Jane Remer’s CliffNotes: September 29, 2011
“A Paradox, A Paradox, a Most Ingenious Paradox” (Pirates of Penzance/Gilbert and Sullivan), The Common Core of (Voluntary) State Standards and the Untamable Core of the American Class System.
The 21st Century is young, but it’s clearly becoming a paradox. The now developing Common Core meticulously charts the paths and spirals (but not the contents) for English Language Arts and Math, K-12. Many states are engaged in developing assessments (process and implementation, not content) aligned to the CC standards that are complex, rigorous and demanding. Those of us devoted to the arts as education are trying to figure out how to at least establish an arts presence as content so that our domain is not completely ignored.
The paradox, which is not new, but now ballooning across the country, is that the rigor, sophistication and complexity of the Common Core demands just about all the intellectual skills and capacities that so many of our students lack, and that relatively few teachers have mastered. I suspect that without vast amounts of coaching, professional development and money for our superintendents, principals and teachers and focused support for the less advantaged, the American paradox of class inequity will grow larger.
I doubt that there is the money or the determination to boost all those kids who drop out of school or otherwise disappear into the unemployment lines or the streets, ready for college, let alone work, in the 21st Century. And that is the goal of Common Core. I suspect the American paradox will become sharper and more brutal, given the socioeconomic and political conditions of today.
What is sad and part of the paradox, is that Common Core standards, when built on and integrated with local state standards offer a clear structure for good teaching and learning in all the disciplines, a framework that deserves study and serious adjustment. I am aware that New York and the city are hard at work with the alignment and assessment guides that can help educators clarify, sequence and illuminate learning in all major subjects (except the arts, as yet), and that is encouraging.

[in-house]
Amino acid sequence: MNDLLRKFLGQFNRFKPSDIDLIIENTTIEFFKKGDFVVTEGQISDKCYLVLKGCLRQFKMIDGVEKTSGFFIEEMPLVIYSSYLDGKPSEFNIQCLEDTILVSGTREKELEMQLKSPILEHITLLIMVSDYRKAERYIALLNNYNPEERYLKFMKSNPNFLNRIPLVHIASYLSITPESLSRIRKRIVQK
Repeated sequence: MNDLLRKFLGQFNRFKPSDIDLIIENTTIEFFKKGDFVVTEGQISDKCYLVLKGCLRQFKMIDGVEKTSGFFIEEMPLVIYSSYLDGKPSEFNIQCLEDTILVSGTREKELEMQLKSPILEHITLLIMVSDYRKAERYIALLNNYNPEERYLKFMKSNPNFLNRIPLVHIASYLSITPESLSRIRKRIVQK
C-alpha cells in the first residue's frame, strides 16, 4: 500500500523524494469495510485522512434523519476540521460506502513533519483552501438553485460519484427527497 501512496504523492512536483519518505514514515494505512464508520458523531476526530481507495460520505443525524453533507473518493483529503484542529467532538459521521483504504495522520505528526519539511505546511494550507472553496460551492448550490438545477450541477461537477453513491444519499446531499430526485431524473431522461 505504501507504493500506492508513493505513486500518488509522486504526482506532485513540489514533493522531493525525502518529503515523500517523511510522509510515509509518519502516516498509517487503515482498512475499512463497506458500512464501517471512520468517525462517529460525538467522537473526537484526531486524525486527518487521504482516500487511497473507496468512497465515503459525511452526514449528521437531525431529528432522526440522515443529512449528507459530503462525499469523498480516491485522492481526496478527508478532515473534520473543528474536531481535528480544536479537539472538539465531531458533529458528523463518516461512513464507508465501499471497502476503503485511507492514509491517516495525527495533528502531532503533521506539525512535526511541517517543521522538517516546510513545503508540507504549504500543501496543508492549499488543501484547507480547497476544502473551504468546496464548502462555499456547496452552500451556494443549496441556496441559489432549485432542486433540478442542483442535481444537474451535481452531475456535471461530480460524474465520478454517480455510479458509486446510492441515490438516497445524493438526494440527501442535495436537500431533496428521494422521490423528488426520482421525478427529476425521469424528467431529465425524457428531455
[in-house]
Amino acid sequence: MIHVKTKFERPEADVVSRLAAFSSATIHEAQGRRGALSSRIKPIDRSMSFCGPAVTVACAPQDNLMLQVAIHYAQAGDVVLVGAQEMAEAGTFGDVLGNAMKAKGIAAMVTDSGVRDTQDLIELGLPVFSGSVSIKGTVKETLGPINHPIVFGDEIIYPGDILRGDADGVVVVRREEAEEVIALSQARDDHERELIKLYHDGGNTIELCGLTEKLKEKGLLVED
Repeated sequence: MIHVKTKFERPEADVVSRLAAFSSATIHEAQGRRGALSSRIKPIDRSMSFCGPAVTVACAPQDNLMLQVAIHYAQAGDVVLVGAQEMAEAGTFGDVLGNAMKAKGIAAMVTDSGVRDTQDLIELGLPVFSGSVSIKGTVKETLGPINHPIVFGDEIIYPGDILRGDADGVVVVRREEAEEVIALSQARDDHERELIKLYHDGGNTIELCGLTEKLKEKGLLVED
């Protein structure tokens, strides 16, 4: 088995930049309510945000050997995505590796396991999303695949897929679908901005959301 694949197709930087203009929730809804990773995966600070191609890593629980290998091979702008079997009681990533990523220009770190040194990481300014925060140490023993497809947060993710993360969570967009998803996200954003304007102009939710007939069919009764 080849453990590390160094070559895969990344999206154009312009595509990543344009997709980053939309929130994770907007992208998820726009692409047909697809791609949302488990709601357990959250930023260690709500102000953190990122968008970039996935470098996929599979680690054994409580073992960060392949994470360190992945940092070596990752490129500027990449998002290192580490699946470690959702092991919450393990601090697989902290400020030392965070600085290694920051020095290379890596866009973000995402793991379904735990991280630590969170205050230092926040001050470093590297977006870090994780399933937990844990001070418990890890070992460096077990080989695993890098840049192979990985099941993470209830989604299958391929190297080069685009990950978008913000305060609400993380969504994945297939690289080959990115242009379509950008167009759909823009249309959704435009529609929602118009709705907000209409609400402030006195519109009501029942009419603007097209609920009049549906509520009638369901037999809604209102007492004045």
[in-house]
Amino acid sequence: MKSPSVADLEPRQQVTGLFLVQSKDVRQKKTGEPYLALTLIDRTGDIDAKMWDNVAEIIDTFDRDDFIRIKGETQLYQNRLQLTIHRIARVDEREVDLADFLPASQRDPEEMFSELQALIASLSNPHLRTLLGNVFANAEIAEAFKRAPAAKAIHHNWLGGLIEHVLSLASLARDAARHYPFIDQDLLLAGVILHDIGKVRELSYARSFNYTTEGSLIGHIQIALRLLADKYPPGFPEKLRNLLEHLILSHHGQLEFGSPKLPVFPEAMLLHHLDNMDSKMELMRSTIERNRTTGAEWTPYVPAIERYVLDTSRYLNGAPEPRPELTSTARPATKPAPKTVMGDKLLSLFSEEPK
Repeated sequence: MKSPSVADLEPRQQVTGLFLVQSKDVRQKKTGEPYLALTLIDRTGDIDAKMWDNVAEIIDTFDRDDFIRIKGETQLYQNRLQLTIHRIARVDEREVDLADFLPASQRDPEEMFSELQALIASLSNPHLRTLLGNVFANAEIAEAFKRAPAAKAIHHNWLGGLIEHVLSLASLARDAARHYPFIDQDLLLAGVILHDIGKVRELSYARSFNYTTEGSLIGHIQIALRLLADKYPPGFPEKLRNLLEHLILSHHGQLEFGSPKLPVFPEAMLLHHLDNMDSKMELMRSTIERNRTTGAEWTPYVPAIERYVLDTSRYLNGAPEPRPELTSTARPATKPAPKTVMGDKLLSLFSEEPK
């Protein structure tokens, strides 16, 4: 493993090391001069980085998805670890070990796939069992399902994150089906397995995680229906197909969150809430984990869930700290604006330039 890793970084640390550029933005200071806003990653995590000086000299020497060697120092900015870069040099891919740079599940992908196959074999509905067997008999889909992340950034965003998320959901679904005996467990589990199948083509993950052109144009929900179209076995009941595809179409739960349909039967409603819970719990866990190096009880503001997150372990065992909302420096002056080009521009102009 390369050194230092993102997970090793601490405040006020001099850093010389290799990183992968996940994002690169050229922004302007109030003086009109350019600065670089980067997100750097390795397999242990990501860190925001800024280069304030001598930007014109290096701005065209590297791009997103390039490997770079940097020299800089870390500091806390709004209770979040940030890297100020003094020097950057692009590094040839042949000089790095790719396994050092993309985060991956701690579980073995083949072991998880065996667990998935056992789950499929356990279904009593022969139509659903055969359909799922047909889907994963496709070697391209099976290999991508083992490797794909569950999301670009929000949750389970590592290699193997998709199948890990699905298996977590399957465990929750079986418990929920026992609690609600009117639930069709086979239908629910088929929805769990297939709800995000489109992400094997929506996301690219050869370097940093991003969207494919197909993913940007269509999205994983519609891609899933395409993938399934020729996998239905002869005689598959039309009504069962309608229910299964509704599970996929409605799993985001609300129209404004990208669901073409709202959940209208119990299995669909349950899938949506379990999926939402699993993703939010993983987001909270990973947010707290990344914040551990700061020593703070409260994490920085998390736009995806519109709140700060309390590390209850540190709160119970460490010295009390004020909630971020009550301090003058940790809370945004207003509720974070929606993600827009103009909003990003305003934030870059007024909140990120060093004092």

However. We are still a country of a few haves and many more have-nots and our schools, cities and rural areas reflect the chasms. Certainly, the “good” schools and the privileged classes will benefit from Common Core efforts. But I want to see us chip off some blocks from the paradox and get closer to top-notch education for all our children that of course includes the arts.
I’m sure W.S. Gilbert wouldn’t mind….he’d just add another stanza to the trio!
JANE REMER’S CLIFFNOTES We are at another rocky precipice in our history that threatens the survival of the arts in our social fabric and our school systems. The timing and magnitude of the challenges have prompted me to speak out about some of the most persistent issues in the arts education field during the last forty-plusyears. My credo is simple: The arts are a moral imperative. They are fundamental to the cognitive, affective, physical, and intellectual development of all our children and youth. They belong on a par with the 3 R’s, science, and social studies in all of our elementary and secondary schools. These schools will grow to treasure good quality instruction that develops curious, informed, resilient young citizens to participate fully in a democratic society that is in constant flux. I have chosen the title Cliff Notes for this forum. It serves as metaphor and double entendre: first, as short takes on long-standing and complicated issues, and second, as a verbal image of the perpetually perilous state of the arts as an essential part of general public education. I plan to focus on possible solutions and hope to stimulate thoughtful dialogue on-line or locally.
Jane Remer has worked nationally for over forty years as an author, educator, researcher, foundation director and consultant. She was an Associate Director of the John D. Rockefeller 3rd Fund’s Arts in Education Program and has taught at Teachers College, Columbia University and New York University. Ms. Remer works directly in and with the public schools and cultural organizations, spending significant time on curriculum, instruction and collaborative action research with administrators, teachers , students and artists. She directs Capezio/Ballet Makers Dance Foundation, and her publications include Changing Schools Through the Arts and Beyond Enrichment: Building Arts Partnerships with Schools and Your Community. She is currently writing Beyond Survival: Reflections On The Challenge to the Arts As General Education. A graduate of Oberlin College, she attended Yale Law School and earned a masters in education from Yale Graduate School.